He's now decided not to endorse Harris, illustrating the risk candidates face if they leave Iowa residents with the impression that they're not paying enough attention to the state's coveted caucuses. Harris returns to Iowa this weekend promising renewed focus. But her relatively small staff and frequent travel to other places suggest Iowa isn't the linchpin in her strategy to win the Democratic presidential nomination.
That's prompting complaints across the state. "They're doing the business of being a serious presidential candidate, and I don't think she is, at least with the way she's handling Iowa," Bottaro said. "Her star is fading in these parts and other parts of Iowa."
Harris' campaign insists she isn't writing off Iowa. "Our state is so important in this process," said Deirdre DeJear, the former secretary of state candidate who is now Harris' Iowa campaign chairwoman. "Many Iowans are just starting to tune in, and we are connecting with them. ... Our campaign is being built to compete across Iowa, including all four corners of the state."
In Polk County, home to Des Moines, where Harris has appeared before, local Democratic Party chairman Sean Bagniewski said there's a hunger for more Harris. "People are asking for appearances, asking for how to get involved with the campaign, asking how to support her, and they're not seeing as much interaction as they might be seeing with (Cory) Booker or (Elizabeth) Warren or Bernie (Sanders), or some of the other campaigns at this point," he said.
Indeed, that was part of what Penny Rosfjord said sparked "frustration" among Democrats when Harris canceled her western Iowa swing. "It was a big disappointment because a lot of people were counting on getting to meet her," said Rosfjord, the Democratic chairwoman for Iowa's 4th District. "I feel like I want to get to know her better. I want Iowans to get to know her better. I really like her. I would just like to see her here."
Some of this anxiety surfaces every four years as activists in the early voting states worry that candidates aren't paying enough attention to them. Harris has faced similar criticism this year in New Hampshire, which holds the first presidential primary.
The California senator is expected to ramp up her visits heading into the summer and fall, and the campaign plans a major hiring spree, adding to their staff of 35 paid staffers, which includes fellows. The campaign aims to increase its Iowa payroll to 65 by July 1.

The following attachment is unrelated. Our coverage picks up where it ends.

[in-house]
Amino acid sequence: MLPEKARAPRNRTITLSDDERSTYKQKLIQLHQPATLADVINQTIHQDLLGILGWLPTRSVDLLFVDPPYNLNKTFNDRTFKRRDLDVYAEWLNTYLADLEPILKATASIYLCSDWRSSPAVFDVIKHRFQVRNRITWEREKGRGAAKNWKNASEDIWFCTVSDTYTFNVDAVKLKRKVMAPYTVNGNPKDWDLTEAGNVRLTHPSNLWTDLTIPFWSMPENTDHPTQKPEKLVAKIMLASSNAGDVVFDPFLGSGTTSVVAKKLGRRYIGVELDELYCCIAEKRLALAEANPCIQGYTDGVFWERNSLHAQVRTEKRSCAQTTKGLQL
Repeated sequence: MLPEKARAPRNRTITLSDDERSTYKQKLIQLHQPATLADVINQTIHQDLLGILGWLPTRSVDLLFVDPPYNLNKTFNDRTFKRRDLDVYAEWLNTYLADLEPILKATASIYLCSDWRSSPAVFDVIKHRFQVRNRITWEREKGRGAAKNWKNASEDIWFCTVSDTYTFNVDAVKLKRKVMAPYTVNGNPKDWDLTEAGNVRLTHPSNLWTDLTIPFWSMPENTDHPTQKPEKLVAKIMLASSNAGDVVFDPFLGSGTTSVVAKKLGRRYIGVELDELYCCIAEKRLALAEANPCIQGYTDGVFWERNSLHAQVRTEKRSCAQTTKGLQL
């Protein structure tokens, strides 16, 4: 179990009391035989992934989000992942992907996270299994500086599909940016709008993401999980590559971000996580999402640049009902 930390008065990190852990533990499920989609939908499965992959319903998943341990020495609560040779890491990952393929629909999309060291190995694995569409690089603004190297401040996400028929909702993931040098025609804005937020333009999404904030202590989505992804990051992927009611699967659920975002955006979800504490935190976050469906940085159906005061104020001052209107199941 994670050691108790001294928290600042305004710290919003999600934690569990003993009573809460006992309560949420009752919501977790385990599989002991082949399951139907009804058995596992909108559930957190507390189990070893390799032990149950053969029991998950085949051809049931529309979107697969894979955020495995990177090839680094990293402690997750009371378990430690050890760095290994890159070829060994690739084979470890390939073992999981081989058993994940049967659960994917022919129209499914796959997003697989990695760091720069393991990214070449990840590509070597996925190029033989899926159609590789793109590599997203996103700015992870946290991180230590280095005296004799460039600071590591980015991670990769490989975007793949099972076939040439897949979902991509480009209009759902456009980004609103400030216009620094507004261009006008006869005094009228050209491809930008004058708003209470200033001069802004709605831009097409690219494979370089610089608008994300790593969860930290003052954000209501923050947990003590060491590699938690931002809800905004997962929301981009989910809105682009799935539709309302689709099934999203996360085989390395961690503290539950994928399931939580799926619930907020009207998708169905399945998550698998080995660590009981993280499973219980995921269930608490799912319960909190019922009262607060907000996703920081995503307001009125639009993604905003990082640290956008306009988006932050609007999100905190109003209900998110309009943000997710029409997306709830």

Sens. Elizabeth Warren and Cory Booker already have more than 50 staffers fanned out across the state. Bernie Sanders and Beto O'Rourke have more than 40 — all building the kind of sustained support and relationships that help a candidate compete in the caucuses.
Some Iowa political operatives warn that with so many candidates in the race, it will be tough to find strong staff. "If you wanted to ramp up your ground game in Iowa, I don't even know if there are enough Iowans left to hire," Bagniewski said.
Harris has ties to Iowa that date back more than a decade, when she campaigned for Barack Obama ahead of the 2008 caucuses. She was back in the state last year stumping for DeJear. And she's expected to make three Iowa stops in the next five weeks.
But there's no doubt that she's also placing intense focus on South Carolina, which holds the first southern primary and is dominated by black women Harris hopes to win. This weekend marks her seventh visit to the state and only her fourth to Iowa.
She also hopes to win big in some delegate-rich states that vote on Super Tuesday, including her home state of California along with southern states that have large minority populations. As a sign of her priorities, she's visiting Alabama and South Carolina this week ahead of her Iowa swing.
But Iowans warn that top-tier candidates take the state for granted at their own peril, and note that all of the party's last four nominees won Iowa. "If you're not serious about getting in the top three, I'm not sure why you'd expend many resources here," said John Norris, who ran John Kerry's 2004 Iowa caucus campaign.
Still, the caucuses are about eight months away, and some Democrats said there's still time for Harris to mount an aggressive Iowa campaign. "It is still early, and there does not appear to be a wave of folks making their caucus decision at this point," said former Iowa Gov. Tom Vilsack.
This story has been corrected to show that Bottaro's event was scheduled to be in Sioux City, not Cedar Rapids.